One of the exceptionalities of the Middle East is the existence of sectarian identities along with late modern institutions, such as nation state. While modern states in the region struggle for coexistence, imperial authorities, especially Ottoman, was relatively successful to endure its rule over different identities as minority across region. It is recorded that the Ottomans' long history as imperium is supported by their ability to develop and implement system to incorporate different identities under their rule known as millet system. Historical exploration as used in this paper suggests that the concept was adopted from Islamic teologic tradition in respond to the reality of mixture society in newly conquered territories which resembles the character of the Ottomanism itself since Suleyman. The mundane aspect of the millet system can be seen from the way of the Ottomans' rulers handling the major minority groups such as Greeks and Jews based on their personal or social and economic capabilities. One of the obvious beneficial relations with the groups is the ability to do trading and fill positions in foreign services that lead particular group to enjoy better position in bureaucracy and society. The differences, in fact, have influenced the arrangement and treatment of the Ottoman rulers towards them over time which were also heavily affected by political changing in the case of the Greeks for example. Therefore, the arrangements of the minority groups are based on mutual benefit that suits both objectives which was able to last for centuries. However, it is also found that the Greeks and Jews' ability to survive is heavily based the character of Ottoman bureaucracy which is patrimonial. In that case, patronage relation is important and acknowledgement on merit and achievement is rarely found.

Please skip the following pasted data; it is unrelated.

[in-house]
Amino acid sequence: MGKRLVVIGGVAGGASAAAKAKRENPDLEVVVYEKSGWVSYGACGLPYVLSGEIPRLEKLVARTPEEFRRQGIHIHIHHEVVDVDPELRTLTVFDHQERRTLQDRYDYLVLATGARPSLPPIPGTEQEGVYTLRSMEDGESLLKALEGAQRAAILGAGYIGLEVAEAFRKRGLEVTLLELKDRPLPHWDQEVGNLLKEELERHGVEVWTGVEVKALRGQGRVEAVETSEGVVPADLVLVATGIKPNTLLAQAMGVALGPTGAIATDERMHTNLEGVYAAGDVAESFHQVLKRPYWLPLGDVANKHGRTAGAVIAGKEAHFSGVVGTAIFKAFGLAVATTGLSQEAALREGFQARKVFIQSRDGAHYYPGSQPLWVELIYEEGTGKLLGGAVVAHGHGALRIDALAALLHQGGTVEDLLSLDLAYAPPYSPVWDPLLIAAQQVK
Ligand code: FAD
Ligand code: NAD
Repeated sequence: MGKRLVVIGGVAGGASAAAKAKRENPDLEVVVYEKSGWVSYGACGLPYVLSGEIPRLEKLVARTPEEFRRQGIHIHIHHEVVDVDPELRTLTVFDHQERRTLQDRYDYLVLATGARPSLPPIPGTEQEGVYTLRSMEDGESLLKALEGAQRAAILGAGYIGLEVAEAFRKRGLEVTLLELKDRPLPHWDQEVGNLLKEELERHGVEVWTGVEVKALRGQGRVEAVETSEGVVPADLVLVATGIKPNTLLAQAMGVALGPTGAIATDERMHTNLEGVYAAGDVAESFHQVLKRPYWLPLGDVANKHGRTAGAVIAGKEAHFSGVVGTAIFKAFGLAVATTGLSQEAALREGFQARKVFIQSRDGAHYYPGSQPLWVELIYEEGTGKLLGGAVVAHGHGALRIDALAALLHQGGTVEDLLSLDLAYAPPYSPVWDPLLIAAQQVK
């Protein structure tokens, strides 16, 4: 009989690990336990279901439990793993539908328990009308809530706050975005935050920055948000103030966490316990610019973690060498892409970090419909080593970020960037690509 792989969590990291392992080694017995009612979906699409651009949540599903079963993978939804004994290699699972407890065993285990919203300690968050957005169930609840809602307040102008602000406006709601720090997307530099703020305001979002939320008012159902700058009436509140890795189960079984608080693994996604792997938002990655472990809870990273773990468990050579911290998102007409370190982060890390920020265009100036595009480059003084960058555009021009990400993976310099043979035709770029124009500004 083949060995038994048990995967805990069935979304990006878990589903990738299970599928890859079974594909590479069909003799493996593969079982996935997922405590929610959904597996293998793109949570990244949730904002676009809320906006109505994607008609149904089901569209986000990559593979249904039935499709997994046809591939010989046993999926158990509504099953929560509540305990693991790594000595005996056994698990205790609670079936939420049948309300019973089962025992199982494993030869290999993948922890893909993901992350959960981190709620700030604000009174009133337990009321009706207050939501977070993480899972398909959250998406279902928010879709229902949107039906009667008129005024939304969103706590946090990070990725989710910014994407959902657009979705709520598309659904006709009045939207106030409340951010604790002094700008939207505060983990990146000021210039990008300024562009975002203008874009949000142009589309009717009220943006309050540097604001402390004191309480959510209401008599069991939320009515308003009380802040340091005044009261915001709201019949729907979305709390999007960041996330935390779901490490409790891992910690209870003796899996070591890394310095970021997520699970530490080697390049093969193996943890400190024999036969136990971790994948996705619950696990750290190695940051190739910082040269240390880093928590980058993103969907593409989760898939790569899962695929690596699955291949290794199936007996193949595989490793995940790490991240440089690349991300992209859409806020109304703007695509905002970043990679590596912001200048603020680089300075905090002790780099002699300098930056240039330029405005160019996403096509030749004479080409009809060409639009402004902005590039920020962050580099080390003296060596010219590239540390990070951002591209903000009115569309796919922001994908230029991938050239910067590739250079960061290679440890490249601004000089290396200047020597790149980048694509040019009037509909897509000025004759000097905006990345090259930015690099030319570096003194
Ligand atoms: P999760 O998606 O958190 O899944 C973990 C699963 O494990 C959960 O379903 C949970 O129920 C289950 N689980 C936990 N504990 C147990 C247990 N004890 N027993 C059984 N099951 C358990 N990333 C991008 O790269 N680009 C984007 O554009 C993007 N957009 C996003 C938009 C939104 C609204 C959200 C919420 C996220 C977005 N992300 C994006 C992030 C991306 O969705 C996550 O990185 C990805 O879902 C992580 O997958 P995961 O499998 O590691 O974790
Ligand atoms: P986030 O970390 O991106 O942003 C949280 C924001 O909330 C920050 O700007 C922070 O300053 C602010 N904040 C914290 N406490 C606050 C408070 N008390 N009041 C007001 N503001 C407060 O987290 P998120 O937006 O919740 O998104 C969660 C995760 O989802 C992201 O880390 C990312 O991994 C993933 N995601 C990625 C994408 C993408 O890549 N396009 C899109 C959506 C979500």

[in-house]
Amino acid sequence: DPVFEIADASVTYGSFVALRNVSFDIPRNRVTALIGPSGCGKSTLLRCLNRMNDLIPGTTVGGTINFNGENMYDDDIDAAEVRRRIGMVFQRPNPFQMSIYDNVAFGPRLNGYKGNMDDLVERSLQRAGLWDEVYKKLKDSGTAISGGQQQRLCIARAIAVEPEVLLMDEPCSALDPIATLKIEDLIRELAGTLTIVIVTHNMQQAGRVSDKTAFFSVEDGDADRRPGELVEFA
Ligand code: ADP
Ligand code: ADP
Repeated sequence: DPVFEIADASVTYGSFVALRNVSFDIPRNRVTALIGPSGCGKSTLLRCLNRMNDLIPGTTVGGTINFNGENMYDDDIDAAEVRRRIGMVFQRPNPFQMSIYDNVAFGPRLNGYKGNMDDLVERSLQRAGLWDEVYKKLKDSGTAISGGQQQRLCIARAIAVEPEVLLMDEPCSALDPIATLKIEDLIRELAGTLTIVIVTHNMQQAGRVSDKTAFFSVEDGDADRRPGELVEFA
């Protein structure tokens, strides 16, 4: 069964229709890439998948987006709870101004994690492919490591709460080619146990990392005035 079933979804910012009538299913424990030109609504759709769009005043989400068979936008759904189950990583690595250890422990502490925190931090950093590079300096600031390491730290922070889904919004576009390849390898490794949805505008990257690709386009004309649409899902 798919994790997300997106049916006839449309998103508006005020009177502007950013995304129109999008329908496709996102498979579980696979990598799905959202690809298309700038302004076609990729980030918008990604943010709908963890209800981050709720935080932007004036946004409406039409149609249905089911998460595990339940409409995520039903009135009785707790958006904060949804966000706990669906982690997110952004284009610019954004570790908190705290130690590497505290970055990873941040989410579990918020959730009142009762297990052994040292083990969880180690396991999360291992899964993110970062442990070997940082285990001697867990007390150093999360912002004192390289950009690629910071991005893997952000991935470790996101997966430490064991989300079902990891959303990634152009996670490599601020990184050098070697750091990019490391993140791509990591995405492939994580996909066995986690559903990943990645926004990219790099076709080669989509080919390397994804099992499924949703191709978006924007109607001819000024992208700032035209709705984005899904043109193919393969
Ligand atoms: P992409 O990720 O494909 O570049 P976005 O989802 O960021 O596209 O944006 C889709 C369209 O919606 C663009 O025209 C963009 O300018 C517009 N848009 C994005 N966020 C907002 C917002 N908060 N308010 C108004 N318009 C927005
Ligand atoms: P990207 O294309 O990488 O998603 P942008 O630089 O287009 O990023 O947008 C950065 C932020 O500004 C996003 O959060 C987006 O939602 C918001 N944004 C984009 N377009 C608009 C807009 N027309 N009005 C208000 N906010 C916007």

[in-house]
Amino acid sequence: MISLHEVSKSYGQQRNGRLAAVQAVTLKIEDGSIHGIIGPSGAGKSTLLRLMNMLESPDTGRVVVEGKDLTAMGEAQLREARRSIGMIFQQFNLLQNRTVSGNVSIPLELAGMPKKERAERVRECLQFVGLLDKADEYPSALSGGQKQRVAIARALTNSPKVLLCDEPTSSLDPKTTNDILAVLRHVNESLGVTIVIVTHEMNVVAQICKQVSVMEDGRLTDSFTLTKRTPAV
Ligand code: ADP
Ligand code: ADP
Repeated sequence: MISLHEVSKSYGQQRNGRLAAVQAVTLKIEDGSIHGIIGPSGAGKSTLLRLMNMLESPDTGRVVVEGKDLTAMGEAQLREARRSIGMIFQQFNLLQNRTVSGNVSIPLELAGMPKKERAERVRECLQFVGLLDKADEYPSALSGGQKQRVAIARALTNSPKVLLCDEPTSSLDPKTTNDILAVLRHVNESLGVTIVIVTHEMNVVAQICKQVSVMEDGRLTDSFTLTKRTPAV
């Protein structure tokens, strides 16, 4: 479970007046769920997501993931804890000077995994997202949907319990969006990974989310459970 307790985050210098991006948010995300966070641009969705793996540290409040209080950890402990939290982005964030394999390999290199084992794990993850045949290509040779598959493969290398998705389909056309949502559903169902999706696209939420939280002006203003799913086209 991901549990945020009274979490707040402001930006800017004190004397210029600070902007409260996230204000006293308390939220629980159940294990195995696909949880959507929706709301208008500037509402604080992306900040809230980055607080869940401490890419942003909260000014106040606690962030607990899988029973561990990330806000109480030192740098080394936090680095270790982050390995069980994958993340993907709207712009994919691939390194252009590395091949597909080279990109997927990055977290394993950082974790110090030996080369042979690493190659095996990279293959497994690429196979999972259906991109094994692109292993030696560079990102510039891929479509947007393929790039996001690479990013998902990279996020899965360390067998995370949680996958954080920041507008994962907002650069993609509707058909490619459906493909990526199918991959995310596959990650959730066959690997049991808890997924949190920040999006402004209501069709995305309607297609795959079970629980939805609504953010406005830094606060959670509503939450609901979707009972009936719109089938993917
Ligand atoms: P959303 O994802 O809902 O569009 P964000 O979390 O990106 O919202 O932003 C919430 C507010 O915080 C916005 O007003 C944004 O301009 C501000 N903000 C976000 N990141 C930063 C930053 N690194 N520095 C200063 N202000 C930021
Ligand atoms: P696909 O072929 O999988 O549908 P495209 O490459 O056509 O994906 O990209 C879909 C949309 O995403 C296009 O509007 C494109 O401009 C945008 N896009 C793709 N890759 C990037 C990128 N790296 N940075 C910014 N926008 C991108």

- Millet system
- Minority groups